There has been this great video of Danny MacAskill getting a ton of hits lately. I've seen it many times before, but on my last trip to Drunkcyclist, where Gnome included it in a post, I couldn't help but watch it again and again. Here it is, but you really should just watch it in high quality on YouTube.
Completely fuckin' brilliant. Almost as brilliant is, in these days when advertisers and agencies struggle to find ways to get and hold your attention for 30 seconds, millions are clicking away to watch a five-and-a-half minute commercial. A soft sell, to be sure, with only a brief glimpse of the Inspired logo early on and at the end, but most definitely a commercial.
That's nothing new. Skate companies have been promoting their products through videos of their riders for years. If you totaled up all the hits from all the numbers of times this classic Rodney Mullen clip from Globe's Opinion DVD has been posted, you would have tens of millions of views.
Opinion sold a lot on VHS, and even more on DVD, and 15 years later is still popular on YouTube. When all is said and done, it's producer, Globe, was and is all about selling shoes. Bottom line, Opinion was a commercial.
Last year, Fallen, another footwear company, premiered the feature-length Ride the Sky in theaters. Here in Philly it played in some suburban multiplex, which for a lot of kids meant a 40 minute train ride, and 20 more on the bus, then $8.00 for admission. The did all that to see what was basically a commercial for shoes.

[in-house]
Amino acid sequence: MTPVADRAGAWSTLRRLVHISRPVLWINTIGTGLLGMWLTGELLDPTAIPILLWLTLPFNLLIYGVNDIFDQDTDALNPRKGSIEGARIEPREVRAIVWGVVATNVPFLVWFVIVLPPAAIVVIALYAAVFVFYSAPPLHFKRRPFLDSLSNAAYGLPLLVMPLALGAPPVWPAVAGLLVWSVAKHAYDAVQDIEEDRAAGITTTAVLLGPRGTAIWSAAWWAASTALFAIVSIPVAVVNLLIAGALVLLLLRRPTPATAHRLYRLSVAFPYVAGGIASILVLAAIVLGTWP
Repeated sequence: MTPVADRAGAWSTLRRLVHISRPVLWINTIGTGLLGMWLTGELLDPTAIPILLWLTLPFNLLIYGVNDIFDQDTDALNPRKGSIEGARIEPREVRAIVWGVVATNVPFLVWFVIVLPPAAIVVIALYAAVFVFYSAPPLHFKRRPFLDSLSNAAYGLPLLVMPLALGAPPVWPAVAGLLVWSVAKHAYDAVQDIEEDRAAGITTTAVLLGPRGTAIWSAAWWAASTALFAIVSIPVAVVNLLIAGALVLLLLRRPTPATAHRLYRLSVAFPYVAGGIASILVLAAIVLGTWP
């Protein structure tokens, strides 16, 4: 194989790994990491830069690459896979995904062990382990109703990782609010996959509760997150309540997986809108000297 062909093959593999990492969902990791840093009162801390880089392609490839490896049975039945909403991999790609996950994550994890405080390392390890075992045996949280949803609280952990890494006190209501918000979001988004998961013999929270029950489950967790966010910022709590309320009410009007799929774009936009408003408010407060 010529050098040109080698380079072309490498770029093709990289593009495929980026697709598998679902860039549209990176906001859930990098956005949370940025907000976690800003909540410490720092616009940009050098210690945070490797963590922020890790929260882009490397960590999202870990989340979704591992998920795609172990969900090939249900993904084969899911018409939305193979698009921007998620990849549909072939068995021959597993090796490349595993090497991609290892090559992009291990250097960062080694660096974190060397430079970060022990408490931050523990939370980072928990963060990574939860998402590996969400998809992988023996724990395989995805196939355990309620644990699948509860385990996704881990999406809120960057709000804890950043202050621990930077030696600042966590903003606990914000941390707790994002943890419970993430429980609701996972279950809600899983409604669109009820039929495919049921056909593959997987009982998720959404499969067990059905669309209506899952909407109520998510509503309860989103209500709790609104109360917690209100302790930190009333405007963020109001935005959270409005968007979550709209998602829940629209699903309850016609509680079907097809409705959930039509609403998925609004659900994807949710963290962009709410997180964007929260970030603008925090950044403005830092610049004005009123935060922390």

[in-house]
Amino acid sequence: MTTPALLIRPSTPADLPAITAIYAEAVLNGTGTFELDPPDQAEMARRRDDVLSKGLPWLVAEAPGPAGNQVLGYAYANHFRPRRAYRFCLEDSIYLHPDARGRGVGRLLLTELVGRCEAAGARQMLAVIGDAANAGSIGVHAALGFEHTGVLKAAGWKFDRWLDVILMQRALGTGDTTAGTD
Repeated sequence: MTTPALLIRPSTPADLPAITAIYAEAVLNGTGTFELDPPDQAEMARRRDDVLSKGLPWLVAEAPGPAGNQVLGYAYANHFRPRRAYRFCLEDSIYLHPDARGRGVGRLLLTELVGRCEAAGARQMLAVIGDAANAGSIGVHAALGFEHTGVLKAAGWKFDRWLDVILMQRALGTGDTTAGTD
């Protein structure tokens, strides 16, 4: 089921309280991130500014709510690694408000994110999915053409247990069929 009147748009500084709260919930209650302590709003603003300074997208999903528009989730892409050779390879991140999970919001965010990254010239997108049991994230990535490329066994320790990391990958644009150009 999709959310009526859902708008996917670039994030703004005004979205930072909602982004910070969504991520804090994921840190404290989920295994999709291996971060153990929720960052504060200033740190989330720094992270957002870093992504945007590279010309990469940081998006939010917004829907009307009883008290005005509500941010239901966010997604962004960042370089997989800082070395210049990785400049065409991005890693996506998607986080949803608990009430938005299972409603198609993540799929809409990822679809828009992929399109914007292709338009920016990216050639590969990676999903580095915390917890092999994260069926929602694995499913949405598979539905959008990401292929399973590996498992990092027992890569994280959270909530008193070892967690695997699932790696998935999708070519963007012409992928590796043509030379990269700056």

Think about the best commercial you ever saw or made. Would you buy it on DVD? Would you spend an hour going across town, then pay to watch it? Yeah, I didn't think so. Neither would I. By the standard of would you pay to watch it the vast majority of ads fail. Most ads fail because most brands fail.
Most brands fail because of a failed assumption. While it is true the essence of a brand is the relationship between the consumer and the product, there is a failure to understand who controls that relationship. The marketing department and the agency and the creatives all operate under the illusion that the brand is something they create and control, but the reality is it is the consumer that makes the brand.
Brands like Inspired, Globe and Fallen understand the consumer, because they are the consumer. The companies are founded and run by riders and skaters. They understand that you don't buy the product for the name, or the logo, but for what it does, so they have guys like Danny MacAskill, Rodney Mullen and Jamie Thomas (Fallen's owner) show you what is possible. They make you want to do something spectacular, incomprehensible or just plan stupid fun. The brand isn't in the bike or the board or the shoes, it's in the ride.
Whenever a big, stupid brand like Pepsi or Gatorade responds to flagging market shares with a new logo, name or slogan, it shows how badly they don't get it. It's not the packing consumers are turning away from, it's what's inside the package. It's the experience. A new logo won't fix that. That they don't get it suggests they haven't spoken to a real consumer, or used their own products for a very long time.
You can't really rebrand your product. Only your customers can do that. All you can do is make them want to try it.